Feral Cats, or How I Learned to Stop Worrying and Love the Cull


The United States is facing a crisis of feral cats. It’s time to talk brass tacks about solving the problem, for the sake of our native wildlife. Source: Marine Corps Base Hawaii


“But why can’t he be an outdoor cat? Maine coons are meant to be out in nature,” my brother said, eyeing Elijah, our then-new cat who has since grown to a size double that of a normal house cat.

“Because,” I said, incredulously, “just look at him! If he gets outside, he’ll eat every single bird from our backyard. It’d be a disaster.” 

In that moment, I recalled the grisly sight of a feral cat with a dead Yellow Warbler in its mouth during one of my regular bird walks at Vassar Farm. I thought how that warbler, who had flown thousands of miles from his wintering grounds in Central America to breed at the farm, had had his bright life snuffed out by a hungry feral cat.

I also wondered how many people would shrug at the death of the warbler because of our tenacious cultural attachment to cats. 

Elijah is now three years old and enjoys his life as an indoor cat, hunting squeaky toys rather than wild critters. If we’d allowed him to grow up into an outdoor cat, he’d be no different than any of our country’s enormous population of feral cats—a death knell for many common and threatened native species of wildlife in the U.S.

Yellow Warblers like this one are a common migratory songbird in the U.S. Like many warblers, sparrows, and other small bird species, cats are a huge threat to these beautiful songsters. © David Chernack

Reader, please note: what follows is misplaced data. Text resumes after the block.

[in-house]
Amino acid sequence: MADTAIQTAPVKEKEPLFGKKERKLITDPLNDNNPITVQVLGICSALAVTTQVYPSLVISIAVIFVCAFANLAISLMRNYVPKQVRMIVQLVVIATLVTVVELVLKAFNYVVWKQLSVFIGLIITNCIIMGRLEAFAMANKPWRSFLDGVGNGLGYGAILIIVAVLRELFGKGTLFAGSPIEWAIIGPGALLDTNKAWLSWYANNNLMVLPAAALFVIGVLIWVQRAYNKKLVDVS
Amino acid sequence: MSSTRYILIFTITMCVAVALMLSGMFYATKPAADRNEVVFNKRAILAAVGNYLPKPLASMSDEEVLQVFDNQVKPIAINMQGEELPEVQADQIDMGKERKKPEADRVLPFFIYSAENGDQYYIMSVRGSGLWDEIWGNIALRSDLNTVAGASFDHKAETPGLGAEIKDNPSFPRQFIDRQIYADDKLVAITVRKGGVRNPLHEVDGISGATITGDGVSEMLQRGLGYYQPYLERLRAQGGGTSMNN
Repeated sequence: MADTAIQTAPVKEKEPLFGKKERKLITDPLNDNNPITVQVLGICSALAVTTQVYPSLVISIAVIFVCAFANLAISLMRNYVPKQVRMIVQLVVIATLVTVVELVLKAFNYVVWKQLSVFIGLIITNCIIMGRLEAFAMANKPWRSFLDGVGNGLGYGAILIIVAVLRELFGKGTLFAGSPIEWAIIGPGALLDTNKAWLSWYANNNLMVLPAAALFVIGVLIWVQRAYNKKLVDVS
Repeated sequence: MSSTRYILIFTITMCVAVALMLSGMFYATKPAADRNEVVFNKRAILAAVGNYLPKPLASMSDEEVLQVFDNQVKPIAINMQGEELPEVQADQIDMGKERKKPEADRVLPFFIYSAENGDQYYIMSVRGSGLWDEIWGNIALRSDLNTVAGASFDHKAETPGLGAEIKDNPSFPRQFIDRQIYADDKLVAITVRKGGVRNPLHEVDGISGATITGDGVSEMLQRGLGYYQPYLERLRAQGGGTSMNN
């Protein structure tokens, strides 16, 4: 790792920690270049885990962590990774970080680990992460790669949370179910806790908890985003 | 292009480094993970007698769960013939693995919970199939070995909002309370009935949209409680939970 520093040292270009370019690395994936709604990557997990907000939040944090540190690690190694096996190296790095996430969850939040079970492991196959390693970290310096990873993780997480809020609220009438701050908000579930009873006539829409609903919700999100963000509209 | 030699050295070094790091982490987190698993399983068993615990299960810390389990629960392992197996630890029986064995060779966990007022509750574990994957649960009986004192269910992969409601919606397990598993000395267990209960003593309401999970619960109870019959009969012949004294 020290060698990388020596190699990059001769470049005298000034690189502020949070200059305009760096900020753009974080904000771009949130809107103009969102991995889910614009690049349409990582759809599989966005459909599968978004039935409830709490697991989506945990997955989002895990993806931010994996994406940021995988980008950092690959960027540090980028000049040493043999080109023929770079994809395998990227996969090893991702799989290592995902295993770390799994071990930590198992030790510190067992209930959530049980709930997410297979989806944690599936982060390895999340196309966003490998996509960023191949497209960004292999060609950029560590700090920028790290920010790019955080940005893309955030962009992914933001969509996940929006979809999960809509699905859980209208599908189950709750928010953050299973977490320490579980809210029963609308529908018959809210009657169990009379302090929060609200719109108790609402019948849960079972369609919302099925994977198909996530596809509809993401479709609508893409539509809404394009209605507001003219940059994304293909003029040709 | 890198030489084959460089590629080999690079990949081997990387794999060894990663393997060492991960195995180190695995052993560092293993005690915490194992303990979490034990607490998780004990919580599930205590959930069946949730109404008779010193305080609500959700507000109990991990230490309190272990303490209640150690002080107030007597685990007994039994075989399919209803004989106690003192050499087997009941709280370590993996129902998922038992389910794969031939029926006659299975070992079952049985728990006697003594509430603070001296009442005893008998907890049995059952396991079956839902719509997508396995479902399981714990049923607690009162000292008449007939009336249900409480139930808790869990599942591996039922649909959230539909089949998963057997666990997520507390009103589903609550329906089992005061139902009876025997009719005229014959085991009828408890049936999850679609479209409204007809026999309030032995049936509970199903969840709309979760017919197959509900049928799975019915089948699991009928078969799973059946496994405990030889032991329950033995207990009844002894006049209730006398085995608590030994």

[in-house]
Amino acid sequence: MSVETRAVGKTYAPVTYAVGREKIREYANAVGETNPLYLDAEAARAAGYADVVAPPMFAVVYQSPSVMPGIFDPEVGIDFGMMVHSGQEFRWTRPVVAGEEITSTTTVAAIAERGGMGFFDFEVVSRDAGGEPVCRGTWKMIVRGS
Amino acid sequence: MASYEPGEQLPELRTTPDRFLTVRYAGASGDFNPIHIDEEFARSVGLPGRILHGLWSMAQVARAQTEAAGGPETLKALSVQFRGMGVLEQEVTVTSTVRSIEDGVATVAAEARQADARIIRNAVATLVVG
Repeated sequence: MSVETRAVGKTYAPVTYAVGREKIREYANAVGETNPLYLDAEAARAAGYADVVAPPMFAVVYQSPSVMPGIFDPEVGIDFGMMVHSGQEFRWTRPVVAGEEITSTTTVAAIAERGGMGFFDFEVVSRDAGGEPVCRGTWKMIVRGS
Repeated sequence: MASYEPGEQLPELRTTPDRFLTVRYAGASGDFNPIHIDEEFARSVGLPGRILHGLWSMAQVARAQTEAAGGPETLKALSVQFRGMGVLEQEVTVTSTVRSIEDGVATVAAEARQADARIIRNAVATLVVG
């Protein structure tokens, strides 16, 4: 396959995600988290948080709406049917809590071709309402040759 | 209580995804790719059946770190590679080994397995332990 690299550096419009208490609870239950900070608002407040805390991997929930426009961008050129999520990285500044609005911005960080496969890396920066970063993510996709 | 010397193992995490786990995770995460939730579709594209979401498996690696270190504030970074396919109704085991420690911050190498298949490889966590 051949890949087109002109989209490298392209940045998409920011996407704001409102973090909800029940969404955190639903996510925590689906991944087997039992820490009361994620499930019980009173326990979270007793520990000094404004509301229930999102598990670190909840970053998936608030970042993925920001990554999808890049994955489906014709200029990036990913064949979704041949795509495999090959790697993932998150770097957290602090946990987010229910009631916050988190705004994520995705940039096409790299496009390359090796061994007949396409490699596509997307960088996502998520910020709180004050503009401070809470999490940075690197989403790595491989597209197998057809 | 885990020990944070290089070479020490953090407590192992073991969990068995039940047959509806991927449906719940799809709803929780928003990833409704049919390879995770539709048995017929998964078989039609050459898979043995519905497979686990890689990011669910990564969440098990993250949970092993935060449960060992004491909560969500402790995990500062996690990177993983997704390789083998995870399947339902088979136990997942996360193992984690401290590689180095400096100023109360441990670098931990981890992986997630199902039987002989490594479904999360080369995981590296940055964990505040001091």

Exact estimates vary, but various sources report that there are between 50 and 70 million feral cats in the United States. Some reports point to figures above 100 million. That’s a lot of cats, considering American pet owners only registered 94.2 million pet cats in 2017.

But why are these cats so acutely problematic? 

A 2012 study estimated that a single feral cat kills 23 to 46 birds per year—25% of which they don’t eat—and an outdoor pet cat can match those figures. This means that the U.S. feral and outdoor cat populations combined can rack up 1.4 billion to 3.7 billion bird kills per year. That’s a far higher toll than the still-significant 600 million birds killed in window collisions and up to 340 million killed in vehicle collisions every year. 

The total across all species of wildlife is even more grave: when reptiles, amphibians, and small mammals are included in the tally, scientists estimate that feral cats in the U.S. kill 6.9 to 20.7 billion animals annually. Outside of human-driven habitat destruction, there is arguably no greater threat to small wildlife species—especially birds—than feral cats. 

So what’s the solution to this big problem? Well, that depends on who you ask. 

Many scientists in government agencies and private research institutions argue for a cull: a coordinated effort to trap and euthanize as many feral cats as possible. To any cat owner, however, that plan is a hard sell. After all, it’s not the cats’ fault that they have become so ecologically problematic—that’s on us, the humans who since 1492 have let cats loose on the Americas and done little to hinder their spread. 

A feral cat colony. Source: United Press International

Until early civilizations domesticated wild cats around 10,000 years ago, small felines (like lynx or ocelots) existed in very low numbers in their natural environs. Until 500 years ago, native wildlife in the Americas didn’t have to contend with the immense predatory pressure of Felis domesticus. Now they do.